Note the slight curvature at the far end of the the painted indices adjacent to the chronograph eye.
Some mid-'80s dials had what looks to be a trench around the vertical walls that connect the sunken chronograph eyes and the main face of the dial:
Later versions are simple straight cut right angles:
The so-called "Civilian" Dials
Not all of the colour variations (silver, black or blue) are listed.
A high-resolution scan of the chronograph(3) alleged to have been worn by Berezovoy on the T-5 Soyuz mission between May 13 - December 10, 1982:
Serif-type fonts began to appear on Poljot chronographs ca. 1980.
Although it's clear that the dials with the Sans Serif font date back to the seventies, there is evidence to support both the San Serif dials, and the newer style dials with the slab Serif-type font, existed side by side through the early and mid-'80s:
Almost identical dials.
The chronograph(2) in the centre of the image below is identical to the one alleged to have been worn by Gorbatko during the Soyuz 24 flight between February 7-25, 1977. Somehow, it made it's way into Poljot's 1992 catalogue. Unfortunately, I have no evidence to suggest that the older Sans Serif dials survived into the '90s. Therefore, I can only assume that (in the absence of an image of the newer model [i.e. with Serif-type font]) an older image from a previous catalogue was used in it�s place.
Note the positioning of the hands? For catalogue presentation, all Poljot watches had their hands positioned at 1:43. Also, notice the wrong hands on the model on the left, and the misaligned dial overlay! How did that make it to print?
One the most sought after Poljot Chronographs, limited production OKEAH chronographs from the late 1970s are almost non-existent, and original 1980s models are few and far between in today's online marketplaces.
The chronograph alleged to have been worn by Razhdestvensky on the Soyuz 23 mission between October 14-16, 1976:
The one easily identifiable differences between the early(late-�70s, early-�80s) and late model Soviet era OKEAH dials is the slightly smaller font used to print the name "OKEAH" and the slightly off center horizontal line in the "H".
A picture taken from the official Volmax web site with the same small font:
A Poljot catalogue image (probably from the early '80s) of an early OKEAH:
Again, for catalogue presentation, all Poljot watches had their hands positioned at 1:43. Also note the red time zone numbers on the rotating bezel, another indication of an early model.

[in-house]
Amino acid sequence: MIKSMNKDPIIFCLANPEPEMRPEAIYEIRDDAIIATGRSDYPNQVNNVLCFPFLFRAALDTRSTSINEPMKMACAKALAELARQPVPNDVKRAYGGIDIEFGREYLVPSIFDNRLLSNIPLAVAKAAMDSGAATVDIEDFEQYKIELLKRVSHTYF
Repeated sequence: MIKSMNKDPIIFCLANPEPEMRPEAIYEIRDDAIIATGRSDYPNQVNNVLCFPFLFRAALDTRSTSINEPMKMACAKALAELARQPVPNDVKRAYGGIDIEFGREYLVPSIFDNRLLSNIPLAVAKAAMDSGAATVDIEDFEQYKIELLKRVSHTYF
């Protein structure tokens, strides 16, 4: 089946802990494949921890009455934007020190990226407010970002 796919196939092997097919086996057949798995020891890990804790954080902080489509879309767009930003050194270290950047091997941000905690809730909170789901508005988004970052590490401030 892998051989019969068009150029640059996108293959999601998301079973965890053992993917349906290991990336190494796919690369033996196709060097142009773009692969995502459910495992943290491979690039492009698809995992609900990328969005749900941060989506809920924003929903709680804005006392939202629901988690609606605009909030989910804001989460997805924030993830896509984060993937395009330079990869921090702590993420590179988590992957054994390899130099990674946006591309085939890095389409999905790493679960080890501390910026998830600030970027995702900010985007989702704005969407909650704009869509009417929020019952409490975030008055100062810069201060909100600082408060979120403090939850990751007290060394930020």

And here is what I believe to be the definitive proof that this is the original OKEAH dial:
This watch has a early model of the original Poljot cal. 3133 movement with the solid head on the crown release button(see "Chronograph Bridge Stamps - Poljot Crown" above).
A mid-'80s OKEAH:
Military-issue OKEAHs have stainless steel cases. To date, I have no evidence of OKEAHs being produced into the nineties.
Limited editions of the Aviator model were released up until it was replaced by the new grey painted version beginning in 1986. I own two of the older Aviator Sturmanskies. Both are fitted with stainless steel cases and stainless steel push buttons. I doubt this chronograph was ever available to the general public.
A mid-'80s Aviator Sturmanskie:
The early version of the new style stainless steel Aviator Sturmanskie 31569 - 1987:
How do you tell whether on not the case is stainless steel? It's not that easy. Check for wear-through on the chronograph push buttons and back side of the case - not the actual screwed down case back which is stainless steel on all models. The screw down stainless steel case back is a good excuse for vendors to claim "Stainless Steel".
A late Soviet-era Sturmanskie 31569 and 3133 -1991:
An excerpt from an early '90s Poljot catalogue: "During the latest Soviet-German space flight the new design of watch "Schturmanskie" was highly appreciated by spacemen."
An by modern-day collectors too! :-)
My late Soviet-era Sturmanskie:
There out there, so take a good look at the dial of any '80s chronograph before purchasing. The easiest way to tell if the dial is a reproduction is by checking for a contemporary application of luminance, as the colour, texture, and volume is way off.